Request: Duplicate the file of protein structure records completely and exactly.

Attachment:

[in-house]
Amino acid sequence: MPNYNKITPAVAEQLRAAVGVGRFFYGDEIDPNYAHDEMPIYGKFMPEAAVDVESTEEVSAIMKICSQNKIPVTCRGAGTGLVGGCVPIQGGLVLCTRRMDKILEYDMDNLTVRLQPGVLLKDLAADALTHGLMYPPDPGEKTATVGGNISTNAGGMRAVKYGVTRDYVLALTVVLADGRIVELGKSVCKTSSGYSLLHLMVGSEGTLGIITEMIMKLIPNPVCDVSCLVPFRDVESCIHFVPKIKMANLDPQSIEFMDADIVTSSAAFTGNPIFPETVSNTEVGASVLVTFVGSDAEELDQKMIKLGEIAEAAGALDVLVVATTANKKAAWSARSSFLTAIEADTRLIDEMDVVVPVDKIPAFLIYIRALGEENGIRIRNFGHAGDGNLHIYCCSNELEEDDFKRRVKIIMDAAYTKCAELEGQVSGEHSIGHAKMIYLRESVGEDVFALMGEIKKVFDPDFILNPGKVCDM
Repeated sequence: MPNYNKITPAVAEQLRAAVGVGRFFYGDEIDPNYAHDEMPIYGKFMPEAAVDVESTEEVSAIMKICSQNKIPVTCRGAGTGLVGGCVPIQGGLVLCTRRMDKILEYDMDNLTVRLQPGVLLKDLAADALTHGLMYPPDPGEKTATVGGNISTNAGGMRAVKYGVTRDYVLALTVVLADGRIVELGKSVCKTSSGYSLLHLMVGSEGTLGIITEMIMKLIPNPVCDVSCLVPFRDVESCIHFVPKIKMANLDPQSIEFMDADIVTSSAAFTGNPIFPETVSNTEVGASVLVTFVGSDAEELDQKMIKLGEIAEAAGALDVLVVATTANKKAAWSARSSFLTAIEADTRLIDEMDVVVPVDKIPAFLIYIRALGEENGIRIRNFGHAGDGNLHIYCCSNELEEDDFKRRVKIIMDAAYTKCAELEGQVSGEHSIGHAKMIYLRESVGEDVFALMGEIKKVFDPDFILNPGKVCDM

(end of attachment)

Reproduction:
[in-house]
Amino acid sequence: MPNYNKITPAVAEQLRAAVGVGRFFYGDEIDPNYAHDEMPIYGKFMPEAAVDVESTEEVSAIMKICSQNKIPVTCRGAGTGLVGGCVPIQGGLVLCTRRMDKILEYDMDNLTVRLQPGVLLKDLAADALTHGLMYPPDPGEKTATVGGNISTNAGGMRAVKYGVTRDYVLALTVVLADGRIVELGKSVCKTSSGYSLLHLMVGSEGTLGIITEMIMKLIPNPVCDVSCLVPFRDVESCIHFVPKIKMANLDPQSIEFMDADIVTSSAAFTGNPIFPETVSNTEVGASVLVTFVGSDAEELDQKMIKLGEIAEAAGALDVLVVATTANKKAAWSARSSFLTAIEADTRLIDEMDVVVPVDKIPAFLIYIRALGEENGIRIRNFGHAGDGNLHIYCCSNELEEDDFKRRVKIIMDAAYTKCAELEGQVSGEHSIGHAKMIYLRESVGEDVFALMGEIKKVFDPDFILNPGKVCDM
Repeated sequence: MPNYNKITPAVAEQLRAAVGVGRFFYGDEIDPNYAHDEMPIYGKFMPEAAVDVESTEEVSAIMKICSQNKIPVTCRGAGTGLVGGCVPIQGGLVLCTRRMDKILEYDMDNLTVRLQPGVLLKDLAADALTHGLMYPPDPGEKTATVGGNISTNAGGMRAVKYGVTRDYVLALTVVLADGRIVELGKSVCKTSSGYSLLHLMVGSEGTLGIITEMIMKLIPNPVCDVSCLVPFRDVESCIHFVPKIKMANLDPQSIEFMDADIVTSSAAFTGNPIFPETVSNTEVGASVLVTFVGSDAEELDQKMIKLGEIAEAAGALDVLVVATTANKKAAWSARSSFLTAIEADTRLIDEMDVVVPVDKIPAFLIYIRALGEENGIRIRNFGHAGDGNLHIYCCSNELEEDDFKRRVKIIMDAAYTKCAELEGQVSGEHSIGHAKMIYLRESVGEDVFALMGEIKKVFDPDFILNPGKVCDM